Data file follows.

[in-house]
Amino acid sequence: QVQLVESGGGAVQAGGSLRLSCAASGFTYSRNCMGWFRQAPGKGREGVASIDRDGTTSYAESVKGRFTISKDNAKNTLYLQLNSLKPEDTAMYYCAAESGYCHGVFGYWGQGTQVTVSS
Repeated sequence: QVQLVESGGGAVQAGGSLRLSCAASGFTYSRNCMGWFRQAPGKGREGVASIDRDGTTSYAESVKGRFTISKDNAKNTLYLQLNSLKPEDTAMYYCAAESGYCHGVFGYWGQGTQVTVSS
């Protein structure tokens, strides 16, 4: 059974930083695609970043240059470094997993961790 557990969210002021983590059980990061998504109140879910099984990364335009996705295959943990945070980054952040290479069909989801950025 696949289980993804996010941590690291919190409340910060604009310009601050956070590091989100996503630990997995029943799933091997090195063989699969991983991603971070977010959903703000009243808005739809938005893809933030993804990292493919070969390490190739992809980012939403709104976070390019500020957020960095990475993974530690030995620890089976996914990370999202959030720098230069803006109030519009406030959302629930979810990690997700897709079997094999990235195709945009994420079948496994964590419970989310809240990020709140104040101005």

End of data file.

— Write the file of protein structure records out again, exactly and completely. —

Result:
[in-house]
Amino acid sequence: QVQLVESGGGAVQAGGSLRLSCAASGFTYSRNCMGWFRQAPGKGREGVASIDRDGTTSYAESVKGRFTISKDNAKNTLYLQLNSLKPEDTAMYYCAAESGYCHGVFGYWGQGTQVTVSS
Repeated sequence: QVQLVESGGGAVQAGGSLRLSCAASGFTYSRNCMGWFRQAPGKGREGVASIDRDGTTSYAESVKGRFTISKDNAKNTLYLQLNSLKPEDTAMYYCAAESGYCHGVFGYWGQGTQVTVSS
């Protein structure tokens, strides 16, 4: 059974930083695609970043240059470094997993961790 557990969210002021983590059980990061998504109140879910099984990364335009996705295959943990945070980054952040290479069909989801950025 696949289980993804996010941590690291919190409340910060604009310009601050956070590091989100996503630990997995029943799933091997090195063989699969991983991603971070977010959903703000009243808005739809938005893809933030993804990292493919070969390490190739992809980012939403709104976070390019500020957020960095990475993974530690030995620890089976996914990370999202959030720098230069803006109030519009406030959302629930979810990690997700897709079997094999990235195709945009994420079948496994964590419970989310809240990020709140104040101005």